I'm hardly a first adopter of phones.

That said, even I've noticed the changes in the cell-phone networks. And the most used feature of my phone is the calendar & alarms. Actual real-time communication with a smart-phone seems to be an afterthought.

Comment Re:huge waste of resources (Score 1) 252

In much of the US east of the Mississippi, there is (or was) a desire to share the same time as Wall Street. This made sense back in the days of telegraphs and telephone based traffic where HOURS mattered (but not before when Solar time was used.) At one point, Detroit, MI (at nearly the eastern most edge of Michigan) shared Chicago's time (sort of.) Frankly, Michigan would be much more comfortable in the Central Time Zone.

These days, with "instant" messaging (and where microsecond delays matter for automated trading), and where smart phones are pervasive, the case for time zones at all is weak. Let's go back to local-solar time.

Comment Speculating with ignorance (Score 1) 216

You can view this as either:

  • Uber and their lackeys breaking a law intended to safeguard users of taxi services in London
  • or entrenched legacy taxi services using a legal monopoly to deny users of taxi services the benefits of competetition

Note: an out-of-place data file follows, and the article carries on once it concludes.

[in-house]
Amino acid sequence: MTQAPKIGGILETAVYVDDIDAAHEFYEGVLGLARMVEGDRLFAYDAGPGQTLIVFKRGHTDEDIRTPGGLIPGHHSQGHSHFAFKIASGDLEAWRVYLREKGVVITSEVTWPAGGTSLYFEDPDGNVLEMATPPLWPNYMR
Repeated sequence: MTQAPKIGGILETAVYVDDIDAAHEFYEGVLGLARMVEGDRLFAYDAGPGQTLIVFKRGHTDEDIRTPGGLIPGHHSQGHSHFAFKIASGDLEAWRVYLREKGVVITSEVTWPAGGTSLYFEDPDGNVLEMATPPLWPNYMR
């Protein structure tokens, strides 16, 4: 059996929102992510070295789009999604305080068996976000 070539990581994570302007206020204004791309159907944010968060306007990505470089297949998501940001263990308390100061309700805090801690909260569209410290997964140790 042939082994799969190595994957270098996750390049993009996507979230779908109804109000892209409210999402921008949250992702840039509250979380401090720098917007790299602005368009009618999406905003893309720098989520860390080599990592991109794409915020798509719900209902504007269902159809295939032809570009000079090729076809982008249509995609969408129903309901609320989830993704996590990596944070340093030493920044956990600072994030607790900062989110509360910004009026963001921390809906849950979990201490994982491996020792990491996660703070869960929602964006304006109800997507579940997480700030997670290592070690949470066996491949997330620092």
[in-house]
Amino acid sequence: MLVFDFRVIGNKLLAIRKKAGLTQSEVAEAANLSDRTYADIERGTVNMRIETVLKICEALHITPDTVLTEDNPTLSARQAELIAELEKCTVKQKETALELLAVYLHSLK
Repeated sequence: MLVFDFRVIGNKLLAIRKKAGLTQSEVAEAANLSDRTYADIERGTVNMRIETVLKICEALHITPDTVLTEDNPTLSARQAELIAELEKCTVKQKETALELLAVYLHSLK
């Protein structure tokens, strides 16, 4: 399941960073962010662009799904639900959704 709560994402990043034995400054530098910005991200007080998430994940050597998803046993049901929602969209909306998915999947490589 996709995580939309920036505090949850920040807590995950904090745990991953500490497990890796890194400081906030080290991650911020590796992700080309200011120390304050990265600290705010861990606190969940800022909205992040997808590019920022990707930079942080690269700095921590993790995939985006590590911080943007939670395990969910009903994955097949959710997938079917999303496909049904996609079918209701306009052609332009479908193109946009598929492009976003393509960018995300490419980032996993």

Clearly, a modern (?) Thatcherite response would be to remove the monopoly and allow all drivers a tax credit for clubs and other hand weapons that drivers can use against each other and against scum customers who use the competing service.

Comment Bomb makers take risks too... (Score 1) 43

I would think that if you have sufficiently crazy dedicated lab technicians, some of the lab work could be done by volunteers willing to sacrifice themselves for the cause. It's somewhat like it is for bomb-makers (although much more risky.)

Performing experiments on primates isn't a problem - especially if you don't care much for the scientific method and want results you can compare with controls. Keeping the experiments confined to the infidel sect is a problem though.

Creating a novel organism isn't necessary. Finding a more lethal variant of an existing organism is the goal. Influenza mutates constantly. It still requires a lot of luck, but not an impossible amount of luck.

A lot of early biological research was done with rather crude equipment.

I agree - biohackers aren't comparable with computer hackers. The cost of a mistake for a computer hacker is time and money. Biohackers are more similar to bomb makers - where the bomb makers have to depend on trial-and-error and don't have well developed procedures that can produce reproducible effects.

Comment Re:This wasn't an engineering decision... (Score 1) 569

Yeah. The engineers had a choice from the Project Manager (a Business degree) - Make It So or Get Fired.

It's possible that an engineer suggested cheating as solution. Whether that was a joke solution or an honestly cynical, it had to have been the project manager(s) involved that gave the go ahead.